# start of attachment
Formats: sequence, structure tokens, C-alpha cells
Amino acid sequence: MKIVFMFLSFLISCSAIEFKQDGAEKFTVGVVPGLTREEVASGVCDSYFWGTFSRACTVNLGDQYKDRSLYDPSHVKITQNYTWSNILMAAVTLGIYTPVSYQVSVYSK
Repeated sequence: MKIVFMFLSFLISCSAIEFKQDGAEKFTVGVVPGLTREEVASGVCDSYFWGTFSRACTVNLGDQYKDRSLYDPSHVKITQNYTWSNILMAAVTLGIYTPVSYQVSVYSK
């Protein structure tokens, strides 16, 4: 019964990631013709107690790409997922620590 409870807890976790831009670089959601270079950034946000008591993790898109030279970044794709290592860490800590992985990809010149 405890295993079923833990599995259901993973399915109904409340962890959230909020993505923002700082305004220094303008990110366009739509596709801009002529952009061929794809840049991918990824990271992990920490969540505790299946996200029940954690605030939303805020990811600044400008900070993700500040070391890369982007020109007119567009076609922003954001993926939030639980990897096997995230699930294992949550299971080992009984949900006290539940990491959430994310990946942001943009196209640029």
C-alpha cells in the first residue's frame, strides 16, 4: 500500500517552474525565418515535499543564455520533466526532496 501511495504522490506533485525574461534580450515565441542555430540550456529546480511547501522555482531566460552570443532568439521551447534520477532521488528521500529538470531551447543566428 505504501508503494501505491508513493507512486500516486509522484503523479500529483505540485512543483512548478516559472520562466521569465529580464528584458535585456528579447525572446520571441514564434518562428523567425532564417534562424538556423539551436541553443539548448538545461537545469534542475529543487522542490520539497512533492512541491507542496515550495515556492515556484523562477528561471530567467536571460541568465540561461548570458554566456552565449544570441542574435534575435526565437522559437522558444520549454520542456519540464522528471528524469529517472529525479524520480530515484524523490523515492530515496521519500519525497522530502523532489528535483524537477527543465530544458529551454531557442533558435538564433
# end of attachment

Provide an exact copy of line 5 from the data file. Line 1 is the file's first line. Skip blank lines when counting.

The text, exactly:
C-alpha cells in the first residue's frame, strides 16, 4: 500500500517552474525565418515535499543564455520533466526532496 501511495504522490506533485525574461534580450515565441542555430540550456529546480511547501522555482531566460552570443532568439521551447534520477532521488528521500529538470531551447543566428 505504501508503494501505491508513493507512486500516486509522484503523479500529483505540485512543483512548478516559472520562466521569465529580464528584458535585456528579447525572446520571441514564434518562428523567425532564417534562424538556423539551436541553443539548448538545461537545469534542475529543487522542490520539497512533492512541491507542496515550495515556492515556484523562477528561471530567467536571460541568465540561461548570458554566456552565449544570441542574435534575435526565437522559437522558444520549454520542456519540464522528471528524469529517472529525479524520480530515484524523490523515492530515496521519500519525497522530502523532489528535483524537477527543465530544458529551454531557442533558435538564433